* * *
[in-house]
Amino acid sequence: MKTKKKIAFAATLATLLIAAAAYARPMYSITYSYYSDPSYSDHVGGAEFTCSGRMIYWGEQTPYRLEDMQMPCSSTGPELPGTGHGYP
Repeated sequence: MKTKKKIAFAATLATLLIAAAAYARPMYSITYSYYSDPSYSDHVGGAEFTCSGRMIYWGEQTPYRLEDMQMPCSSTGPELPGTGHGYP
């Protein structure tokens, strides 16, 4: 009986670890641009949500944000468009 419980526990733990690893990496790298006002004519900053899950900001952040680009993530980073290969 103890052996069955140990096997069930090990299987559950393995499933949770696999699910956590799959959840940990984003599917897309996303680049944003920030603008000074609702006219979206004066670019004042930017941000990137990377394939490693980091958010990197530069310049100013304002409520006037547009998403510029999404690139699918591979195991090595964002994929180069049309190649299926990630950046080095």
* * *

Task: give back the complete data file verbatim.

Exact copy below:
[in-house]
Amino acid sequence: MKTKKKIAFAATLATLLIAAAAYARPMYSITYSYYSDPSYSDHVGGAEFTCSGRMIYWGEQTPYRLEDMQMPCSSTGPELPGTGHGYP
Repeated sequence: MKTKKKIAFAATLATLLIAAAAYARPMYSITYSYYSDPSYSDHVGGAEFTCSGRMIYWGEQTPYRLEDMQMPCSSTGPELPGTGHGYP
């Protein structure tokens, strides 16, 4: 009986670890641009949500944000468009 419980526990733990690893990496790298006002004519900053899950900001952040680009993530980073290969 103890052996069955140990096997069930090990299987559950393995499933949770696999699910956590799959959840940990984003599917897309996303680049944003920030603008000074609702006219979206004066670019004042930017941000990137990377394939490693980091958010990197530069310049100013304002409520006037547009998403510029999404690139699918591979195991090595964002994929180069049309190649299926990630950046080095």